4              Phase I is subdivided into 166 strata lots all of which are guest rooms save for three that are food and beverage facilities (the "FBT" space). The limited partners are the owners of the guest or sleeping room lots. The lots are leased to the general partner for the benefit of the partnership on a long term basis to be used for the operation of a hotel business for profit. About 48% of the lots are held by 82 partners. The balance are held by one partner, BPYA 138 Ltd. ("BPYA"), which is a part of a large corporate conglomerate based in Hongkong known as the Lai Sun Group. BPYA is also the owner of Phase II, the retail store space in the hotel, and, the FBT space.

5              The general partner is Village Gate Resorts Ltd. ("Resorts"). It is a wholly owned subsidiary of BPYA. Resorts contracts with Delta for the management of the entire hotel complex.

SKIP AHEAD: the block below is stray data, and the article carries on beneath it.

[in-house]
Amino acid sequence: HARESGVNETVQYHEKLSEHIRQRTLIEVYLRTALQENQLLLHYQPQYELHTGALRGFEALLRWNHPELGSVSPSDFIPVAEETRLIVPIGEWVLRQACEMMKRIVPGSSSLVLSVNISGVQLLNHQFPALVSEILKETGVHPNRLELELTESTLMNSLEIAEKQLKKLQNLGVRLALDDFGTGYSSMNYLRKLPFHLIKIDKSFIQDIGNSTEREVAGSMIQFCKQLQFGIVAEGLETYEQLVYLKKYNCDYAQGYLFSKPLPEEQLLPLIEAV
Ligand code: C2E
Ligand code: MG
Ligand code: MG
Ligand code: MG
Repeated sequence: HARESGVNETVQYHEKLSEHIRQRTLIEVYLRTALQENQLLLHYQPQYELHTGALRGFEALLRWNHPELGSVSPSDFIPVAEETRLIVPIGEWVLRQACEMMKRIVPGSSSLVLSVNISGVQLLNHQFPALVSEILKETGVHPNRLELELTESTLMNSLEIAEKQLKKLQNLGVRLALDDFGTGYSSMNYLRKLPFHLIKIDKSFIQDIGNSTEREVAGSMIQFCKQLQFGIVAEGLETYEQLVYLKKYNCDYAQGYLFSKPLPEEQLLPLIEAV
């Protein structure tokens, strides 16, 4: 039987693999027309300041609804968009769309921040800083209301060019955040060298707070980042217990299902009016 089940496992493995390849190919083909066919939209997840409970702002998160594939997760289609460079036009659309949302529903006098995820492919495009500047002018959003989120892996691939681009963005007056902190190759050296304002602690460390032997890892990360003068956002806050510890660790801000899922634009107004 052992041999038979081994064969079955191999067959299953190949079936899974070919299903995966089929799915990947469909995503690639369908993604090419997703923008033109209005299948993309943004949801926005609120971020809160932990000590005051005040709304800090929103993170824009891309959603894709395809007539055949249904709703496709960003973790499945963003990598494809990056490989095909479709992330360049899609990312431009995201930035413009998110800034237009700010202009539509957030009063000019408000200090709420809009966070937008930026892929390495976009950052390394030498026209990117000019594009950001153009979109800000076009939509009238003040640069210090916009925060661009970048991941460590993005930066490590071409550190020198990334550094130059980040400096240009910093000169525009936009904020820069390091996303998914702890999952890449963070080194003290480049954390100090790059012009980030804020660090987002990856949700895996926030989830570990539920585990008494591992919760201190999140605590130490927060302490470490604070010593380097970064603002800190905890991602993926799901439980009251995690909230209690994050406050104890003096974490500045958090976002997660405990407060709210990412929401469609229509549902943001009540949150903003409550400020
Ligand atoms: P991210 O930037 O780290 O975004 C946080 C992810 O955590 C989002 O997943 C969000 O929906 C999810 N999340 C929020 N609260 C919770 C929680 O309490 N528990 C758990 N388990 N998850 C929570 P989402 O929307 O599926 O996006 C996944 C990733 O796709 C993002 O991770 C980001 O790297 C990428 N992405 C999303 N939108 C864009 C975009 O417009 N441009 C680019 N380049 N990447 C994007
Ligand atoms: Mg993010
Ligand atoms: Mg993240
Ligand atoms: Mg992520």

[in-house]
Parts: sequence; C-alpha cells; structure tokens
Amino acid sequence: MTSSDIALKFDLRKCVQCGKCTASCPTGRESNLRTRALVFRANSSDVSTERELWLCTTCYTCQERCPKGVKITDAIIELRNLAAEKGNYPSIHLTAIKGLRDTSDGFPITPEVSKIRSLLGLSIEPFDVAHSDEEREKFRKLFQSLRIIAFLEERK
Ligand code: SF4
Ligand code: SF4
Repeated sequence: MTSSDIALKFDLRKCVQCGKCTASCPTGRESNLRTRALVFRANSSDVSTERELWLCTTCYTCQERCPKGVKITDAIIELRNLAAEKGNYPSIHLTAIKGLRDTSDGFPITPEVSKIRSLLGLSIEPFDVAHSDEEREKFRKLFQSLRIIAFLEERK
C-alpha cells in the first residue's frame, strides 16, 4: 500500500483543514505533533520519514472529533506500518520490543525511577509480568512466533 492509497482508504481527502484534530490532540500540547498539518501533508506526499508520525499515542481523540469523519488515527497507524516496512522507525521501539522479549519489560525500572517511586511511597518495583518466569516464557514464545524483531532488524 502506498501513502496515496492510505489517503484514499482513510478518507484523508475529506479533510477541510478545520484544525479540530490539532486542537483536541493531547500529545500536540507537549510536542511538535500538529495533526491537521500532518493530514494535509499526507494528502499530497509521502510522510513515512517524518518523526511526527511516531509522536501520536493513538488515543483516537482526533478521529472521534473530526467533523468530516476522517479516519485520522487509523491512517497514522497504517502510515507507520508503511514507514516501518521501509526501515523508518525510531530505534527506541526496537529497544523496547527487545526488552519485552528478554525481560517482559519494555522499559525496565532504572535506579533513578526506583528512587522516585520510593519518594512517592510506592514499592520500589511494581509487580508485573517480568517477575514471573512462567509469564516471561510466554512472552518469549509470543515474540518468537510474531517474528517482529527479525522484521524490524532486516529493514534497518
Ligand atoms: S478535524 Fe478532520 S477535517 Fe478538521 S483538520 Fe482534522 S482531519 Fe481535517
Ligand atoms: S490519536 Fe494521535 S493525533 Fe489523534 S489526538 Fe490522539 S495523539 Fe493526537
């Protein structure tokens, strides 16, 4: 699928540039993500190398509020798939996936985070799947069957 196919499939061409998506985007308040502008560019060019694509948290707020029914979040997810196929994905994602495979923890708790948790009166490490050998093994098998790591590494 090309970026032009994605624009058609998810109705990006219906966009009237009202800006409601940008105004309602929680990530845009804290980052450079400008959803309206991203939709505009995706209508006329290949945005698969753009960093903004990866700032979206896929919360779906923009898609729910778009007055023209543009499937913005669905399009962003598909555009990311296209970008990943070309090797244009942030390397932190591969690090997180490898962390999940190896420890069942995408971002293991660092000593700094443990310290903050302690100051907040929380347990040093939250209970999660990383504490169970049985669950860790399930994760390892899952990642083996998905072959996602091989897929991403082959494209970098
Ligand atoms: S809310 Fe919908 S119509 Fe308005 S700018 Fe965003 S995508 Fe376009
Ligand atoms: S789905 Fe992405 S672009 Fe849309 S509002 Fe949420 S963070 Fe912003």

6              The development of the complex began in 1980. Phase I was built and the strata lots were promoted and sold by the developer through various affiliated companies (the "Maple Leaf" companies) which owned and controlled the general partner until 1985. The project was financed by the Royal Bank and the provincial government. By 1985 the developer had run out of money. Barbican Properties Inc., through companies it held (the "Barbican" companies), acquired the developer's position. It built Phase II. It controlled the general partner from 1985 until early 1989 when its interests were sold to the Lai Sun Group (i.e., BPYA). That sale is the transaction that led to the attempt by some of the limited partners to dissolve the partnership by extraordinary resolution six years ago.

7              In late 1989, the Lai Sun Group purchased 49.9% of Delta Hotels.